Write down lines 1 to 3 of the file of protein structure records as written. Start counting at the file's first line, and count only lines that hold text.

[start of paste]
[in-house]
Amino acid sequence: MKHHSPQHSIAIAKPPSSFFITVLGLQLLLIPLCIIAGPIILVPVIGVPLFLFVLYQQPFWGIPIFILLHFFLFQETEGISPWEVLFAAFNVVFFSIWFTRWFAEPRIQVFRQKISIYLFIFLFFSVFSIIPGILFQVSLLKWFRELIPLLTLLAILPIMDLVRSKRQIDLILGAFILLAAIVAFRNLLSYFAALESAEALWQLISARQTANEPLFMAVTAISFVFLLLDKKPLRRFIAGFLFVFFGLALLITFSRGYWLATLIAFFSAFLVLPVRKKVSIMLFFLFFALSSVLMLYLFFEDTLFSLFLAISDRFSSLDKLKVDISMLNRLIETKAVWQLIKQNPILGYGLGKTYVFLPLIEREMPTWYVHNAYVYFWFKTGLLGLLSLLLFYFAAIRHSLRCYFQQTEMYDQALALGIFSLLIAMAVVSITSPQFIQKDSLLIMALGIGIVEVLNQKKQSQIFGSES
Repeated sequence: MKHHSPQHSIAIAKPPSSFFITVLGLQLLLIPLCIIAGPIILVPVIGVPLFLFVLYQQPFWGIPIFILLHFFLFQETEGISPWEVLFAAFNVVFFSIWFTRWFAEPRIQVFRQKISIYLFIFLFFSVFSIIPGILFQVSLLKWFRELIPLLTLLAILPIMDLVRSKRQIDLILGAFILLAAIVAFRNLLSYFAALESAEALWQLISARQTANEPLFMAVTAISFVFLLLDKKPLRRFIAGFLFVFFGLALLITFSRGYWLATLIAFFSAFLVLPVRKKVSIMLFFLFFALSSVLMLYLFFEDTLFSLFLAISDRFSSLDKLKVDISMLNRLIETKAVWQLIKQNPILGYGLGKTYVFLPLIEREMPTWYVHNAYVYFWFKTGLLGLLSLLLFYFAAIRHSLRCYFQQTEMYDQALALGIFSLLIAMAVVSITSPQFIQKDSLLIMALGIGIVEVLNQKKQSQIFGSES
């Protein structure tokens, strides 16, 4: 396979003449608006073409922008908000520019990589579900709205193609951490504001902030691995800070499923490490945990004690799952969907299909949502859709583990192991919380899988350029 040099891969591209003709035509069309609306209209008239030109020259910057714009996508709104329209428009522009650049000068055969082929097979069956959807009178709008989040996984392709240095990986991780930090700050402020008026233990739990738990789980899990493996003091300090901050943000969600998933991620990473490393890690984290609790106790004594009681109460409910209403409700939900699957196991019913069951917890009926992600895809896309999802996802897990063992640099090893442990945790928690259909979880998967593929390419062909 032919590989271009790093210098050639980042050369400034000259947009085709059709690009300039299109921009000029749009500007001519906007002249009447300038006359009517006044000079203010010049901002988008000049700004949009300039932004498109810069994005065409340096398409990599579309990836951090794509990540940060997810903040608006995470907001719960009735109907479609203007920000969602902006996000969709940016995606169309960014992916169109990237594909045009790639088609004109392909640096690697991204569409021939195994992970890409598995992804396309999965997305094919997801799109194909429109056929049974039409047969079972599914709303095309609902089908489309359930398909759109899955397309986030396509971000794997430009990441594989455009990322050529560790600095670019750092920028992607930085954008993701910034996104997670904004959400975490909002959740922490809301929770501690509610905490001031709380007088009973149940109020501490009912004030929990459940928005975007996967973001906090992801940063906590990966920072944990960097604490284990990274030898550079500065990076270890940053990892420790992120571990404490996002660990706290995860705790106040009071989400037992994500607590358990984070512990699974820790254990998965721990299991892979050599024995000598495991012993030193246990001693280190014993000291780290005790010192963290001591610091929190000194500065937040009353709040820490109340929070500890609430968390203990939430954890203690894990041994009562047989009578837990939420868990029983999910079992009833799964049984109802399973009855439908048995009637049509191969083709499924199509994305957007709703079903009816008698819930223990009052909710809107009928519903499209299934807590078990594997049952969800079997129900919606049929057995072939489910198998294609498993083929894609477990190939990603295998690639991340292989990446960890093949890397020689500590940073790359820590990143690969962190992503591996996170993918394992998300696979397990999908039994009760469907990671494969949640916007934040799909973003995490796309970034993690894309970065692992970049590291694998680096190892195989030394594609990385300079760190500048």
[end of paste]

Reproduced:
[in-house]
Amino acid sequence: MKHHSPQHSIAIAKPPSSFFITVLGLQLLLIPLCIIAGPIILVPVIGVPLFLFVLYQQPFWGIPIFILLHFFLFQETEGISPWEVLFAAFNVVFFSIWFTRWFAEPRIQVFRQKISIYLFIFLFFSVFSIIPGILFQVSLLKWFRELIPLLTLLAILPIMDLVRSKRQIDLILGAFILLAAIVAFRNLLSYFAALESAEALWQLISARQTANEPLFMAVTAISFVFLLLDKKPLRRFIAGFLFVFFGLALLITFSRGYWLATLIAFFSAFLVLPVRKKVSIMLFFLFFALSSVLMLYLFFEDTLFSLFLAISDRFSSLDKLKVDISMLNRLIETKAVWQLIKQNPILGYGLGKTYVFLPLIEREMPTWYVHNAYVYFWFKTGLLGLLSLLLFYFAAIRHSLRCYFQQTEMYDQALALGIFSLLIAMAVVSITSPQFIQKDSLLIMALGIGIVEVLNQKKQSQIFGSES
Repeated sequence: MKHHSPQHSIAIAKPPSSFFITVLGLQLLLIPLCIIAGPIILVPVIGVPLFLFVLYQQPFWGIPIFILLHFFLFQETEGISPWEVLFAAFNVVFFSIWFTRWFAEPRIQVFRQKISIYLFIFLFFSVFSIIPGILFQVSLLKWFRELIPLLTLLAILPIMDLVRSKRQIDLILGAFILLAAIVAFRNLLSYFAALESAEALWQLISARQTANEPLFMAVTAISFVFLLLDKKPLRRFIAGFLFVFFGLALLITFSRGYWLATLIAFFSAFLVLPVRKKVSIMLFFLFFALSSVLMLYLFFEDTLFSLFLAISDRFSSLDKLKVDISMLNRLIETKAVWQLIKQNPILGYGLGKTYVFLPLIEREMPTWYVHNAYVYFWFKTGLLGLLSLLLFYFAAIRHSLRCYFQQTEMYDQALALGIFSLLIAMAVVSITSPQFIQKDSLLIMALGIGIVEVLNQKKQSQIFGSES